Series: Old Man's War, book 2
Genre: Science Fiction
Published: 2006

Recommendation: A well-paced and well-written sci-fi that's fun to read.
Rating: 7.5/10

Summary: Charles Boutin has turned traitor to the humanity and conspires with Rraey, Enesha, and Obin to destroy them. In order to figure out why, the military creates a new member for the ghost brigades, Jared Dirac who is implanted with the recorded consciousness of Charles Boutin. His job will be to find Boutin and bring him back.

Reactions: I was a bit disappointed in The Ghost Brigades. Part of the reason is that the book doesn't continue the story of John Perry. I found him to be a much more interesting protagonist than Jared Dirac. We do get to see Jane Sagan again in this book, but her role in the story is rather secondary. There are a few amusing scenes with her taking on her superiors which I really enjoyed.

And all-in-all I still liked The Ghost Brigades. It just didn't have the same oomph that Old Man's War had for me. The writing is still excellent and I read the book really quickly. The plot moves along at a good pace and there is plenty of action as well as character development.

From the preview, it seems the third book in the series actually goes back to John Perry, so I will probably be returning to this world to see what happens next to the characters.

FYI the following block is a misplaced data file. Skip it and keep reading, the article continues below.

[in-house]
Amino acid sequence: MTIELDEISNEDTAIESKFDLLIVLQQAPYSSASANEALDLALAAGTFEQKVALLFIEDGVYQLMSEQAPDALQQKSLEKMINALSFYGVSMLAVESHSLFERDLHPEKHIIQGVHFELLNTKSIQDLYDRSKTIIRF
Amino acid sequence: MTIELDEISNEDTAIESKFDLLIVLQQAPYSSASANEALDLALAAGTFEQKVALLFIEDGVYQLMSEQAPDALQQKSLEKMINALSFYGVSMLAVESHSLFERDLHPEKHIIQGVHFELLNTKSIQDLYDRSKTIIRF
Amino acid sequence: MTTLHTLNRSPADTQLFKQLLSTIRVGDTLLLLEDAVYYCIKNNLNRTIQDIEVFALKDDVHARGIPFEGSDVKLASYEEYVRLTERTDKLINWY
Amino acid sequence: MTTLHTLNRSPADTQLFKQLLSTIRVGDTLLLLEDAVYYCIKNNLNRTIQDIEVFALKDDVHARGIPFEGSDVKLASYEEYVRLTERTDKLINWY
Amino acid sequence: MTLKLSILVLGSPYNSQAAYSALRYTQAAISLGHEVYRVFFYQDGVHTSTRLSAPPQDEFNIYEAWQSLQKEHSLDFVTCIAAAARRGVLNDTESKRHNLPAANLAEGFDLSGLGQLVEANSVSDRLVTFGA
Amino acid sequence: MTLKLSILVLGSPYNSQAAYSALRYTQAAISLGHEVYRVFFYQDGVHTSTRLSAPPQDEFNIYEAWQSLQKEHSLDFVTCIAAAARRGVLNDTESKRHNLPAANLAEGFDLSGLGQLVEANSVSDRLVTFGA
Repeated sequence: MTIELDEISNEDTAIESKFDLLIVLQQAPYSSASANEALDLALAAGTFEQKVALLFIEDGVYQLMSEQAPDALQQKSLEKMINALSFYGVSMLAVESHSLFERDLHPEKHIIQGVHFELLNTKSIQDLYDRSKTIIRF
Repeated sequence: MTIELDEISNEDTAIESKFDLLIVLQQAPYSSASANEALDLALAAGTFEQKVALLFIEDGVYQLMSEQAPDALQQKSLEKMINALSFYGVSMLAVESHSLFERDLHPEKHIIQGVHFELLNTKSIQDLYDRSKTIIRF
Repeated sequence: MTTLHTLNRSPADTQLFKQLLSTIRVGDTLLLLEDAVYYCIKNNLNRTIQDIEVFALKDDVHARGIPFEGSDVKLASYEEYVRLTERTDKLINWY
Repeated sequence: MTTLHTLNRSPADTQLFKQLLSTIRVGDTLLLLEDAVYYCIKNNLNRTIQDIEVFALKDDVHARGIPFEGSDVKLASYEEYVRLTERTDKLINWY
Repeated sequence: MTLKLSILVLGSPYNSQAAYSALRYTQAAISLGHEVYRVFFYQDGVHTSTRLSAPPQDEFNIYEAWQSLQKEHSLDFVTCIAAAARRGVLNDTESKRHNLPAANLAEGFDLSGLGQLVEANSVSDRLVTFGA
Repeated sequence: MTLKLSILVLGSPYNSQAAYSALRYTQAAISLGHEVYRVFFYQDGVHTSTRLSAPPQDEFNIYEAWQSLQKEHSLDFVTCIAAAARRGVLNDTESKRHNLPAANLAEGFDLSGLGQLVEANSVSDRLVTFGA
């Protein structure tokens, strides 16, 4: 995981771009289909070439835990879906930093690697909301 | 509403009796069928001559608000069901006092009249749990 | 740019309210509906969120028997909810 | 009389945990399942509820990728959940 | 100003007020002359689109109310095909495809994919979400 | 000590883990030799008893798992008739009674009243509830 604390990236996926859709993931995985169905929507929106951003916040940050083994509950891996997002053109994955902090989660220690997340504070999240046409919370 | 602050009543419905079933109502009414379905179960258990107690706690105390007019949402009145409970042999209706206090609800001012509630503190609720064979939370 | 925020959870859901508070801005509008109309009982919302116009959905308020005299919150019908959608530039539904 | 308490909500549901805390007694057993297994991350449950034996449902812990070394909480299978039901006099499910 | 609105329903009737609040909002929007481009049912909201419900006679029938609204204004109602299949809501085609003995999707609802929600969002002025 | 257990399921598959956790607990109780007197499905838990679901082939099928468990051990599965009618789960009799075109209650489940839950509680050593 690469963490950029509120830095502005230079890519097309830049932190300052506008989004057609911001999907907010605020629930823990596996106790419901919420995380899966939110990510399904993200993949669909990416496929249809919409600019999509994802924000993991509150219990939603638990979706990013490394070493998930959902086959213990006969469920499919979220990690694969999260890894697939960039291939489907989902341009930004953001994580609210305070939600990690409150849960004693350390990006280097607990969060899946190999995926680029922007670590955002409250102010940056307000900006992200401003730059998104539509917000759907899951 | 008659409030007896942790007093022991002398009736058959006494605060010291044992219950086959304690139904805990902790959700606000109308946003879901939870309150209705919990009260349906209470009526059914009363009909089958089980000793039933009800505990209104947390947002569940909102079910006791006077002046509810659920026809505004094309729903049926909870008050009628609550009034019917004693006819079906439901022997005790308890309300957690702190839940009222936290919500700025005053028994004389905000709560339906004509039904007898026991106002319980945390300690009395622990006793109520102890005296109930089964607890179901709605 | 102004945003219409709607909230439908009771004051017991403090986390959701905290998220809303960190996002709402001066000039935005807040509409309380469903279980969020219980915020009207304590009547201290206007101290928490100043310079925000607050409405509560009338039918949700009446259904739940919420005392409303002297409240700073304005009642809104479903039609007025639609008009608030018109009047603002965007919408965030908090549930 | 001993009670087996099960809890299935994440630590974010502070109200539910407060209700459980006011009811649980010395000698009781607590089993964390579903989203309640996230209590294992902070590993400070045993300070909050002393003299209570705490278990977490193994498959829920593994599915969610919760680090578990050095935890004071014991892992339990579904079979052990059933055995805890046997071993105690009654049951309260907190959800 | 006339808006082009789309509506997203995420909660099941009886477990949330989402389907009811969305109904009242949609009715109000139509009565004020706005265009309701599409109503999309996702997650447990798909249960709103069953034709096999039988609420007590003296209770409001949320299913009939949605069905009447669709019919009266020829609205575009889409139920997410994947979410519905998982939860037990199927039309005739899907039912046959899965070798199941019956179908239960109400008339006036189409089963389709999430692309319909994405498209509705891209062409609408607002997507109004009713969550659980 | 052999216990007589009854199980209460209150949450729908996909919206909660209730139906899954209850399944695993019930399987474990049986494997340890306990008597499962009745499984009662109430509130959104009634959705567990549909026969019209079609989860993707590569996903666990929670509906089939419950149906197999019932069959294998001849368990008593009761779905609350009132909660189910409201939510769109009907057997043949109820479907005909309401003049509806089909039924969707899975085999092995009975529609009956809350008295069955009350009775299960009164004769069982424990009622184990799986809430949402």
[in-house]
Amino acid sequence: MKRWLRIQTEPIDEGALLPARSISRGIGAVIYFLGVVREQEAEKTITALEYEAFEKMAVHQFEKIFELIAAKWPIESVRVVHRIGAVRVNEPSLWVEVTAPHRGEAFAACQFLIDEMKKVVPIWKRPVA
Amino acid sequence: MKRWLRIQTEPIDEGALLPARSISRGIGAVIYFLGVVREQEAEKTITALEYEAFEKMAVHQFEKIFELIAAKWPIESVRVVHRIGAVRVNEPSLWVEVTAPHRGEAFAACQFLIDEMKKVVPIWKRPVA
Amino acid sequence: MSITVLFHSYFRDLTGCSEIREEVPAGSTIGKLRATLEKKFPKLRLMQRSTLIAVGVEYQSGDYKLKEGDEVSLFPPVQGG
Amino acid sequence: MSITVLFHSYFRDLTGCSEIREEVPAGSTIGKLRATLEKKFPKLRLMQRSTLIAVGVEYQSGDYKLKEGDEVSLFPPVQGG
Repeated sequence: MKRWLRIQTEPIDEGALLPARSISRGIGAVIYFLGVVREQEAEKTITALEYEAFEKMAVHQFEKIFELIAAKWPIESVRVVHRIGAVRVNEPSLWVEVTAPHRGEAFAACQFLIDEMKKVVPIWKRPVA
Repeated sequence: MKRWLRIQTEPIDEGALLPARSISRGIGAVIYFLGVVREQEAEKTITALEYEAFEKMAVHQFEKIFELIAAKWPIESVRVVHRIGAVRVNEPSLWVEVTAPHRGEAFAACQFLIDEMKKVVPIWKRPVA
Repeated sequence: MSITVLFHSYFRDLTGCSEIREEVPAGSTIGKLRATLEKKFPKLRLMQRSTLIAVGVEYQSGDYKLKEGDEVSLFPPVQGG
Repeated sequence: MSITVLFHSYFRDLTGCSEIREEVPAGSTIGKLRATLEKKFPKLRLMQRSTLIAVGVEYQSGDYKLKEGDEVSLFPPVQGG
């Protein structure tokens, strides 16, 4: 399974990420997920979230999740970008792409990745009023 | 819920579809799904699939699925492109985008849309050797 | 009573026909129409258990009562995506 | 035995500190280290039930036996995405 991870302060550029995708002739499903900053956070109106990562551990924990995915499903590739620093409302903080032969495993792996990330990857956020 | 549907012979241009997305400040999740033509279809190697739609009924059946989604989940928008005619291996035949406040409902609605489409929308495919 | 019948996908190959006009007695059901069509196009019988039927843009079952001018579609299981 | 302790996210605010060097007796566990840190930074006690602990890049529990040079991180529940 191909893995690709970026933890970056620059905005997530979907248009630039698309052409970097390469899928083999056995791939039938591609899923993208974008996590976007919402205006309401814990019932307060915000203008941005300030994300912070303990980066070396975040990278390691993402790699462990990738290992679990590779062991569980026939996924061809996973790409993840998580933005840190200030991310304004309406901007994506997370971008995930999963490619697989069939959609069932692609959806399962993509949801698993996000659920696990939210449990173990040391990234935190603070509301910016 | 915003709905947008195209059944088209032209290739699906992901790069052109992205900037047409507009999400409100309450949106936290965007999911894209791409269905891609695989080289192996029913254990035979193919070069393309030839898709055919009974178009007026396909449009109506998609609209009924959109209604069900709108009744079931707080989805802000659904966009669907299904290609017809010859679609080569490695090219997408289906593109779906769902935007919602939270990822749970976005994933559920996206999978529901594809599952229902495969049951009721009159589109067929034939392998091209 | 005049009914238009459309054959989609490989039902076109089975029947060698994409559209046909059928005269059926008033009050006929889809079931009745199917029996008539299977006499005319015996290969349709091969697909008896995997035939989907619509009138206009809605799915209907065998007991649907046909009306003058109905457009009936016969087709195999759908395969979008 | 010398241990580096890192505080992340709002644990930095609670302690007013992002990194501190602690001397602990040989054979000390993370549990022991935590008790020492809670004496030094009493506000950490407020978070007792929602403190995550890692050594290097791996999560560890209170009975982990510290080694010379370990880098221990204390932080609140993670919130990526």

Friday, July 1, 2011

June Recap

Half a year of reading had come and gone. Amazing how quickly the time flies! I have not read nearly as many books as I hoped to in the first half year, but I have enjoyed many of the ones I did read. I believe I completed 20 books and a surprising number of them were great! I hope the second half of the year will treat me as well.

This month I finished:
  1. A Fire Upon the Deep by Vernor Vinge
  2. Naamah's Blessing by Jacqueline Carey
  3. The Local News by Miriam Gershow
I have trouble choosing a favorite between Naamah's Blessing and The Local News. Both are outstanding, but in very different ways. It's action vs. introspection and hope vs. despair. I think I will declare The Local News a winner overall, due to its novelty for me whereas Carey's book is solid, but stylistically familiar.

Happy Canada Day, everyone! Enjoy 4th of July festivities this weekend if you are in the USA.